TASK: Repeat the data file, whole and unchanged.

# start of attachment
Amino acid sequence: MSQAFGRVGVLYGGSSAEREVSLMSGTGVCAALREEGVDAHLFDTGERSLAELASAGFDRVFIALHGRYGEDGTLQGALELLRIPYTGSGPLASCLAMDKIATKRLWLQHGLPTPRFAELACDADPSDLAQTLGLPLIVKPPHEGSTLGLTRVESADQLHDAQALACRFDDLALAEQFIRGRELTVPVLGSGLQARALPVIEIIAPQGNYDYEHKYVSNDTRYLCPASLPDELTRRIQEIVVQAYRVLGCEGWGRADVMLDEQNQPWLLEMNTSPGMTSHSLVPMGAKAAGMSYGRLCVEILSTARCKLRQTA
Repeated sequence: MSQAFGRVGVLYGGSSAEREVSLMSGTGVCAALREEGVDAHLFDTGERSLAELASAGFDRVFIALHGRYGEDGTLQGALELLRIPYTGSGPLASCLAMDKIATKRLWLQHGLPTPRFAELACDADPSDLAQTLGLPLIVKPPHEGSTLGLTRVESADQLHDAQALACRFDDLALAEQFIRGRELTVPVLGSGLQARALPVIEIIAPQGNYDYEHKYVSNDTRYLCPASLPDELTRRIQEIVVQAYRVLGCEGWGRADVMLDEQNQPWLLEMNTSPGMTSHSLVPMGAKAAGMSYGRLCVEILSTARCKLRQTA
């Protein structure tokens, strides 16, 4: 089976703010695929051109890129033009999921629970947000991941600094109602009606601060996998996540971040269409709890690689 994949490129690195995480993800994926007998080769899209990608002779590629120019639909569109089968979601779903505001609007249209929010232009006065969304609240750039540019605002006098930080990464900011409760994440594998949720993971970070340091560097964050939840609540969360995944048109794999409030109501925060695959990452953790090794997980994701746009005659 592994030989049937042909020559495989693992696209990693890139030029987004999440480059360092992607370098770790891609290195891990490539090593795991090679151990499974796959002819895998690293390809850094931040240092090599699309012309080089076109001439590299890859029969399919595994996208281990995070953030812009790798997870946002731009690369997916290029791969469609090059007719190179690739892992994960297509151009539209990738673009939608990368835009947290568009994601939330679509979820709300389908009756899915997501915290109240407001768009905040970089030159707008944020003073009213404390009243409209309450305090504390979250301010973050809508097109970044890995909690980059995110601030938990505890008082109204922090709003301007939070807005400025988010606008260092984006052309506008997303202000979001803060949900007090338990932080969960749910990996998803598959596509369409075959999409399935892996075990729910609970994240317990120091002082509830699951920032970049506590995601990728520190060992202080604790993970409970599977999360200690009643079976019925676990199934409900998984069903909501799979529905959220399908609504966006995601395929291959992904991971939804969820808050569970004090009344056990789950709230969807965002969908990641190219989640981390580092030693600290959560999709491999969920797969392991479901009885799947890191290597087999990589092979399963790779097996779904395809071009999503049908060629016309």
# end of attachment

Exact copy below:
Amino acid sequence: MSQAFGRVGVLYGGSSAEREVSLMSGTGVCAALREEGVDAHLFDTGERSLAELASAGFDRVFIALHGRYGEDGTLQGALELLRIPYTGSGPLASCLAMDKIATKRLWLQHGLPTPRFAELACDADPSDLAQTLGLPLIVKPPHEGSTLGLTRVESADQLHDAQALACRFDDLALAEQFIRGRELTVPVLGSGLQARALPVIEIIAPQGNYDYEHKYVSNDTRYLCPASLPDELTRRIQEIVVQAYRVLGCEGWGRADVMLDEQNQPWLLEMNTSPGMTSHSLVPMGAKAAGMSYGRLCVEILSTARCKLRQTA
Repeated sequence: MSQAFGRVGVLYGGSSAEREVSLMSGTGVCAALREEGVDAHLFDTGERSLAELASAGFDRVFIALHGRYGEDGTLQGALELLRIPYTGSGPLASCLAMDKIATKRLWLQHGLPTPRFAELACDADPSDLAQTLGLPLIVKPPHEGSTLGLTRVESADQLHDAQALACRFDDLALAEQFIRGRELTVPVLGSGLQARALPVIEIIAPQGNYDYEHKYVSNDTRYLCPASLPDELTRRIQEIVVQAYRVLGCEGWGRADVMLDEQNQPWLLEMNTSPGMTSHSLVPMGAKAAGMSYGRLCVEILSTARCKLRQTA
């Protein structure tokens, strides 16, 4: 089976703010695929051109890129033009999921629970947000991941600094109602009606601060996998996540971040269409709890690689 994949490129690195995480993800994926007998080769899209990608002779590629120019639909569109089968979601779903505001609007249209929010232009006065969304609240750039540019605002006098930080990464900011409760994440594998949720993971970070340091560097964050939840609540969360995944048109794999409030109501925060695959990452953790090794997980994701746009005659 592994030989049937042909020559495989693992696209990693890139030029987004999440480059360092992607370098770790891609290195891990490539090593795991090679151990499974796959002819895998690293390809850094931040240092090599699309012309080089076109001439590299890859029969399919595994996208281990995070953030812009790798997870946002731009690369997916290029791969469609090059007719190179690739892992994960297509151009539209990738673009939608990368835009947290568009994601939330679509979820709300389908009756899915997501915290109240407001768009905040970089030159707008944020003073009213404390009243409209309450305090504390979250301010973050809508097109970044890995909690980059995110601030938990505890008082109204922090709003301007939070807005400025988010606008260092984006052309506008997303202000979001803060949900007090338990932080969960749910990996998803598959596509369409075959999409399935892996075990729910609970994240317990120091002082509830699951920032970049506590995601990728520190060992202080604790993970409970599977999360200690009643079976019925676990199934409900998984069903909501799979529905959220399908609504966006995601395929291959992904991971939804969820808050569970004090009344056990789950709230969807965002969908990641190219989640981390580092030693600290959560999709491999969920797969392991479901009885799947890191290597087999990589092979399963790779097996779904395809071009999503049908060629016309």